She is currently being held in Yangon's Insein prison and faces trial on Monday.

If convicted, the democracy activist and Nobel Peace Prize winner faces five years in jail, which would stretch her detention past its expiry date of May 27 and beyond the 2010 elections.

Health concerns

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Suu Kyi was placed on an intravenous drip at her house on Friday by Myo Win's medical assistant because she could not eat, had low blood pressure and was dehydrated.

Suu Kyi's National League for Democracy (NLD) party said it was aware of the development.

"I also heard about his release but I haven't had any contact with [Myo Win] yet," Nyan Win, the NLD spokesman, told the AFP.

It was not clear if Myo Win would be allowed to visit Suu Kyi.

New charges

The charges follow an incident in which an American man swam across a lake to her home and stayed there secretly for two days.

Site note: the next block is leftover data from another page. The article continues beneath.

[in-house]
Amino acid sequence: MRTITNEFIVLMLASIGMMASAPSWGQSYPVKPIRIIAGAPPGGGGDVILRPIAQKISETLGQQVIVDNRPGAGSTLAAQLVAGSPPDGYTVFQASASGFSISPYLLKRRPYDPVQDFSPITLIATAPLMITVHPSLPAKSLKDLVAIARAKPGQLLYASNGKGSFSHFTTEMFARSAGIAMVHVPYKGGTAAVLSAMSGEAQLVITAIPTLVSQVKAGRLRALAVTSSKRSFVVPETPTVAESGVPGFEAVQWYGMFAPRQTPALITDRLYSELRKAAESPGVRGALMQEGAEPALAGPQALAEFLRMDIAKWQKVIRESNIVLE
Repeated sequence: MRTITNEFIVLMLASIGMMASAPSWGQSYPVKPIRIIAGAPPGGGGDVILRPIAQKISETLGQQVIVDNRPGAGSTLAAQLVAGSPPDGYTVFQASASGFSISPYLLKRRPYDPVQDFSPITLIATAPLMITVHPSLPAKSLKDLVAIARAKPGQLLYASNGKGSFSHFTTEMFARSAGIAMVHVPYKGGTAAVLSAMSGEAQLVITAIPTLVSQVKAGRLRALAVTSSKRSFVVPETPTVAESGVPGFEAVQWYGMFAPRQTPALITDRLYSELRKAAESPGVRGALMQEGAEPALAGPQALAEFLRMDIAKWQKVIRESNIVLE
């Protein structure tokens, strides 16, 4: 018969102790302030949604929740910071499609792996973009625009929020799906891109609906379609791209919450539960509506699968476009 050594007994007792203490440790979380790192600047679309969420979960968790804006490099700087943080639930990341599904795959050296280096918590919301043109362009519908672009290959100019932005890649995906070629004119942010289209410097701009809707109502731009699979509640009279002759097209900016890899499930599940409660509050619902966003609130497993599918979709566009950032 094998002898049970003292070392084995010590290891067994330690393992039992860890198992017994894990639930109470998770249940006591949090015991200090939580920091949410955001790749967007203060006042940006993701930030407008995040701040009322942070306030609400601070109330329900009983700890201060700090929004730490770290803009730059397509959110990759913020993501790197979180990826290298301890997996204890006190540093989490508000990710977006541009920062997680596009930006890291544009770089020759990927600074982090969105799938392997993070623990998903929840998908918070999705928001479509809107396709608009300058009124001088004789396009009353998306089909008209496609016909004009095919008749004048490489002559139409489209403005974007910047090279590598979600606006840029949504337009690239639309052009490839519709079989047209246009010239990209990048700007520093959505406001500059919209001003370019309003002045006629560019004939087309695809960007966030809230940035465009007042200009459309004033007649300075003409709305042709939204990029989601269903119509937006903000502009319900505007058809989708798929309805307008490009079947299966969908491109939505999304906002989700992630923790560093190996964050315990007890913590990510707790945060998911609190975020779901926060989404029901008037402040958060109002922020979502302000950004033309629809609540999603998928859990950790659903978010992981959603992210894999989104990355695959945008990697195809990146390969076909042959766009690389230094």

"I have determined that it is necessary to ... maintain in force the sanctions against Burma"

Barack Obama, US president

Suu Kyi's lawyer said John Yettaw, 53, had not been invited and that she had tried to send him away.

Western governments were quick to condemn the new charges against Suu Kyi and called for her immediate release.

Gordon Brown, the British prime minister, said on Friday that if "the 2010 elections are to have any semblance of credibility, she and all political prisoners must be freed to participate".

Extended sanctions

Barack Obama, the US president, formally extended US sanctions against Myanmar in a move aimed to increase pressure on the military government to drop the new charges.

Suu Kyi's lawyer said that Yettaw, pictured, had not been invited to visit her [EPA]
"I have determined that it is necessary to continue the national emergency with respect to Burma and maintain in force the sanctions against Burma to respond to this threat," Obama said in a message to congress on Friday.

Hillary Clinton, the US secretary of state, has said that she wants to find a "better way" to sway Myanmar's military leaders.

Foreign ministers of the European Union last month also extended their sanctions against Myanmar for another year, but said they were ready to ease them and hold talks if there was democratic progress.

Suu Kyi was detained after her party's landslide victory in the country's general election in 1990 and has been under house arrest for much of the past 19 years.